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Stock broker faces mail fraud charge

September 09, 1999|By SCOTT BUTKI

A former Hagerstown stockbroker has been charged with embezzling more than $700,000 from clients, the U.S. Department of Justice said Thursday.

William S. Hatcher Sr. was charged in a one-count criminal information with mail fraud, Assistant U.S. Attorney Dale Kelberman said Thursday. The charge was filed in U.S. District Court in Baltimore.

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Hatcher was not taken into custody, Kelberman said.

Hatcher, 40, worked for Ferris, Baker, Watts, Inc., in Hagerstown for 15 years. The company cooperated with the investigation, which was conducted by the Maryland office of the Federal Bureau of Investigation, according to the Justice Department.

The charge alleges that while he was a broker with the Hagerstown office of Ferris, Baker, Watts, Hatcher misappropriated clients' funds from January 1991 through April 1998 by liquidating some of their securities and converting the proceeds to his own use, Kelberman said.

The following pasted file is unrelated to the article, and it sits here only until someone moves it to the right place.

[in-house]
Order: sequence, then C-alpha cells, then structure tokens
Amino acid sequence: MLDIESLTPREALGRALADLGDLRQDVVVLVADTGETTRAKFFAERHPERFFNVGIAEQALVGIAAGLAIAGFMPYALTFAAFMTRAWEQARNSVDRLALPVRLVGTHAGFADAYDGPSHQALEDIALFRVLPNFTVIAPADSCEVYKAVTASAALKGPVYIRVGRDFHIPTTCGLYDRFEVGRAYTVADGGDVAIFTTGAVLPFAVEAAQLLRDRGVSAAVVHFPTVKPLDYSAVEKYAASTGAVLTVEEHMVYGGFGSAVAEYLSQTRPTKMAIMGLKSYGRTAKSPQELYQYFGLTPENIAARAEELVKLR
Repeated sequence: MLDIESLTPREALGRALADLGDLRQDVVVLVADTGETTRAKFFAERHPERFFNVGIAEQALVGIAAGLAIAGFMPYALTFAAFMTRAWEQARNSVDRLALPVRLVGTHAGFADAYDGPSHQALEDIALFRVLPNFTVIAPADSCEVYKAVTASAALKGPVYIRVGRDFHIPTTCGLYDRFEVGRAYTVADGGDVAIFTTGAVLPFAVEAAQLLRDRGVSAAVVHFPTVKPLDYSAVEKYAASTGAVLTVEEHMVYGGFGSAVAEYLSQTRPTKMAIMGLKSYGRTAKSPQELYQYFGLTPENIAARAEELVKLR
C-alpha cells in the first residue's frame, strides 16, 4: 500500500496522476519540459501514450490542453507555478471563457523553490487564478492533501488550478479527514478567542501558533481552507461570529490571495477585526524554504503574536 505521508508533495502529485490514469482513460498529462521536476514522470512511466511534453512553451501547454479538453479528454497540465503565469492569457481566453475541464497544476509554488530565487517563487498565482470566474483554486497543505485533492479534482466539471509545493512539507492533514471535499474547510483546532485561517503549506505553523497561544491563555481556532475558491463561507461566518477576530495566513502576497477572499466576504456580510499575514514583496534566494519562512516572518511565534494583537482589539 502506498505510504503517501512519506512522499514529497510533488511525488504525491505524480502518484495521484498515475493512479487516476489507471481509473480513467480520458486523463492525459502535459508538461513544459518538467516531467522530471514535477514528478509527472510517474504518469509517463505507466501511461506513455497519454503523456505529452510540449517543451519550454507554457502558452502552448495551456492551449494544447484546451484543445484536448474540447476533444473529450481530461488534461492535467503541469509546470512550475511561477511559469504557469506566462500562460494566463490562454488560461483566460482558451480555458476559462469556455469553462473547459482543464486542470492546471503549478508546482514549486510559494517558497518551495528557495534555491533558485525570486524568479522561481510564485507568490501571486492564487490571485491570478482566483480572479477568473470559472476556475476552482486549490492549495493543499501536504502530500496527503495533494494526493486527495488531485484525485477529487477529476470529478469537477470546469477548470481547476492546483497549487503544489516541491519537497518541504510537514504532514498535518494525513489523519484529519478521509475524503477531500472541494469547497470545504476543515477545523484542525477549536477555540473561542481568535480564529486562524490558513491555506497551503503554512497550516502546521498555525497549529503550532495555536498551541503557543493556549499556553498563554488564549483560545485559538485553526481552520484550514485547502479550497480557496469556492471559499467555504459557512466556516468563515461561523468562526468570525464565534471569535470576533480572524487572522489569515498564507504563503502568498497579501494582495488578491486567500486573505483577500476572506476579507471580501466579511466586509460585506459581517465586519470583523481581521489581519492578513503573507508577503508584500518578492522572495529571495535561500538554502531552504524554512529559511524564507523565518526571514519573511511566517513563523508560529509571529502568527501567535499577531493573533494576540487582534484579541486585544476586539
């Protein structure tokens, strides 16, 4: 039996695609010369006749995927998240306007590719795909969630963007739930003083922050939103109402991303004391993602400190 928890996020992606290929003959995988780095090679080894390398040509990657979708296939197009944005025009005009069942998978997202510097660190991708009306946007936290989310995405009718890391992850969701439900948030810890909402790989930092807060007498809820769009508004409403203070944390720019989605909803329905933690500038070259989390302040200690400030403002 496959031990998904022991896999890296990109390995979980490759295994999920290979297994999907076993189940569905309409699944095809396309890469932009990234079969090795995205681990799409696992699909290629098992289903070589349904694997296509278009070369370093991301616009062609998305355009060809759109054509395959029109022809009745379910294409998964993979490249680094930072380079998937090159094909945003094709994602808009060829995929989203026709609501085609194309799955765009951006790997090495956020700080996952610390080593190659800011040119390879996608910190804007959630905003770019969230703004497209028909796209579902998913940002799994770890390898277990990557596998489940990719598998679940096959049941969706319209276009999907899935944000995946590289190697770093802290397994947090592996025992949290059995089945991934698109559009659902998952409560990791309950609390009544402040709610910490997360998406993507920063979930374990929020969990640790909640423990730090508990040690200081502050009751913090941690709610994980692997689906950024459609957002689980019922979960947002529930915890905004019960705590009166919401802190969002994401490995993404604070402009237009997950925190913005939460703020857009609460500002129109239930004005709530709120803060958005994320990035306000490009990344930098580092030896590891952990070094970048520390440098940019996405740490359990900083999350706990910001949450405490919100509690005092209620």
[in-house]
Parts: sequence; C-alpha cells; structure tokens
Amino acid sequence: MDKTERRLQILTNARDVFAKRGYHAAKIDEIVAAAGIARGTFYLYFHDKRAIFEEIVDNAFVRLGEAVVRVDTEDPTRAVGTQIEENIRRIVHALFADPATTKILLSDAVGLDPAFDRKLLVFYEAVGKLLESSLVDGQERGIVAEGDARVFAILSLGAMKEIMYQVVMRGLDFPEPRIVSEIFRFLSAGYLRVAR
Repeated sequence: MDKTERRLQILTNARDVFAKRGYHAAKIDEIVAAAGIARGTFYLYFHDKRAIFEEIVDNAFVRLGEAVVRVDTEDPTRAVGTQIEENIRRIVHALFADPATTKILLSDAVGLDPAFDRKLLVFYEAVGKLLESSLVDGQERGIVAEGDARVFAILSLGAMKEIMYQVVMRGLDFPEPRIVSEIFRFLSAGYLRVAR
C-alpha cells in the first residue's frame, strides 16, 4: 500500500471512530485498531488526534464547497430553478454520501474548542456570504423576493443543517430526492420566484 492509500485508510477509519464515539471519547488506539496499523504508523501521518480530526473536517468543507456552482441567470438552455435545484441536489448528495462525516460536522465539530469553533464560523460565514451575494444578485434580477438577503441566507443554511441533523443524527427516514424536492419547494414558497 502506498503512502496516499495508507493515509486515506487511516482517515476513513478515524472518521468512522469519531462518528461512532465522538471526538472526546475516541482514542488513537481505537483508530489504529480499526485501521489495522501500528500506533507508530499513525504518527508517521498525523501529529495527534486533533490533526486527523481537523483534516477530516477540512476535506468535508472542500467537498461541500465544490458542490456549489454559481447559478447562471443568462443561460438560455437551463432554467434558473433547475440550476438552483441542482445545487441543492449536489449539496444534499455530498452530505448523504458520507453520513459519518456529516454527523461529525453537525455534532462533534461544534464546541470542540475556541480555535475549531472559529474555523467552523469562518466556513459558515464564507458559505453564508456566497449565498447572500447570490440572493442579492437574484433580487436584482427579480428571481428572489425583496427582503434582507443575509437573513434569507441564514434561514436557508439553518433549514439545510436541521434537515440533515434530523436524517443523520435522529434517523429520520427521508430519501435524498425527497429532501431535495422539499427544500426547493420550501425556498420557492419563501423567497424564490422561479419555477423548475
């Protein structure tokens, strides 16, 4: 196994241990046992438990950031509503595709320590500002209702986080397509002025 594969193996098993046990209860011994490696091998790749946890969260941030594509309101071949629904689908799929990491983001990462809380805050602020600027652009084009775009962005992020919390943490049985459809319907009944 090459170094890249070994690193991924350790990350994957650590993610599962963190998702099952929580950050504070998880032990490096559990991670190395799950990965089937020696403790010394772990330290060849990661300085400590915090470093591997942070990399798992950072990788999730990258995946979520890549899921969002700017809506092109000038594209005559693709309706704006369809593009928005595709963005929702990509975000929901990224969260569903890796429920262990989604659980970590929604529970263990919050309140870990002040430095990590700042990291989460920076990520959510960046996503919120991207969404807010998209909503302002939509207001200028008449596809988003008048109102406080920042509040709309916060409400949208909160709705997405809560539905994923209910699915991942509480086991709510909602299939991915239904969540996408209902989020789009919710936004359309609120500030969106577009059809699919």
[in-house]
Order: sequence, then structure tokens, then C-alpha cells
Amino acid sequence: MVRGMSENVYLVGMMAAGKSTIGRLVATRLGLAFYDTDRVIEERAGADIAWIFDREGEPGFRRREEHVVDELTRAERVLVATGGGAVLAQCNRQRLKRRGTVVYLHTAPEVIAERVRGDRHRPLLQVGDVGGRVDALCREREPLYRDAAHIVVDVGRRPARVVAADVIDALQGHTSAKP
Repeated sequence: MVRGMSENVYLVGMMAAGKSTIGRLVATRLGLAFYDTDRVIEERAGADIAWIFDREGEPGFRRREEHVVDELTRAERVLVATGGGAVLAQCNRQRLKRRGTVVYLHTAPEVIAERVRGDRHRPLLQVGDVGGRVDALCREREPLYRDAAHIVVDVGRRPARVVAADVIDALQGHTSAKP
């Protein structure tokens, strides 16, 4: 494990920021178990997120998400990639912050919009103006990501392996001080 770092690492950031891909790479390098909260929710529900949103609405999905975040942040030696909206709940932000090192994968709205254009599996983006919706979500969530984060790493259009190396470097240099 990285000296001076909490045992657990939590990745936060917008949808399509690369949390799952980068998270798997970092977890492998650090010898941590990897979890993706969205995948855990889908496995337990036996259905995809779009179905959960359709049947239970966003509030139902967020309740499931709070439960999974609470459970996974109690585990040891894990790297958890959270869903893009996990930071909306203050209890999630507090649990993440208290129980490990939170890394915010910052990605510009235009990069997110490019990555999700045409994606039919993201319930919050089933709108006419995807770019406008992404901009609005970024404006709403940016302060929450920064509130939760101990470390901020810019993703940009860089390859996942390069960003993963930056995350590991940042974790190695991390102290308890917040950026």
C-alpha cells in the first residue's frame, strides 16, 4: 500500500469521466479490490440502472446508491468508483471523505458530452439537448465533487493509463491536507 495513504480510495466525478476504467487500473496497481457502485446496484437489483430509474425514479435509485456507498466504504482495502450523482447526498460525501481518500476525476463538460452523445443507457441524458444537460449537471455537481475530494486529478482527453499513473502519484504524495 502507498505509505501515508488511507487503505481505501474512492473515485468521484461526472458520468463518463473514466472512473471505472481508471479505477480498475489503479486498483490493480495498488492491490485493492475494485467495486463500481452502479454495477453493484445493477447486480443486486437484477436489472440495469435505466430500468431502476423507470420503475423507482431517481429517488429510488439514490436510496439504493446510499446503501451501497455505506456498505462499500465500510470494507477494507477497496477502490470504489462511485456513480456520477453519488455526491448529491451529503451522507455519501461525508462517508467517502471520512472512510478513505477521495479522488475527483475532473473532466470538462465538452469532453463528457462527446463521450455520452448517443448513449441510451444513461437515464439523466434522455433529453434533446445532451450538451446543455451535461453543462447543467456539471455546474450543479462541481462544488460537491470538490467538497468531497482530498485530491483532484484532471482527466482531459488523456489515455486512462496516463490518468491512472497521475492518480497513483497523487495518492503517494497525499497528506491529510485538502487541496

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The charge alleges that he had clients' financial statements sent to a post office box he used so the clients would not know something was awry, Kelberman said.

Hatcher also allegedly used his own money to send clients what they thought were dividend payments, he said.

Hatcher resigned from the company in December 1998.

Hatcher did not return phone messages left on an answering machine at his home.

"This is an unfortunate series of events for all of those involved. We will continue to cooperate fully with the Federal Bureau of Investigation and the U.S. Attorney's Office," said Ferris, Baker, Watts Branch Manager John Hershey III.

"Our clients can be assured that we have done a thorough review of accounts and that this action was limited to a small number of Mr. Hatcher's accounts. No other broker's accounts were affected," Hershey said.

Hatcher had worked for the company for 15 years, was familiar with its procedures and was able to make sure his actions went unnoticed, Theodore Urban, general counsel for Ferris, Baker, Watts, alleged.

Urban said one of the clients was a family member of Hatcher's but he would not state the relationship.

Kelberman would not say how many clients were involved and whether any of their money had been returned.

A conviction on one count of mail fraud carries a maximum penalty of five years in prison and a $250,000 fine, plus restitution.

No date has been set for Hatcher's initial appearance and arraignment.

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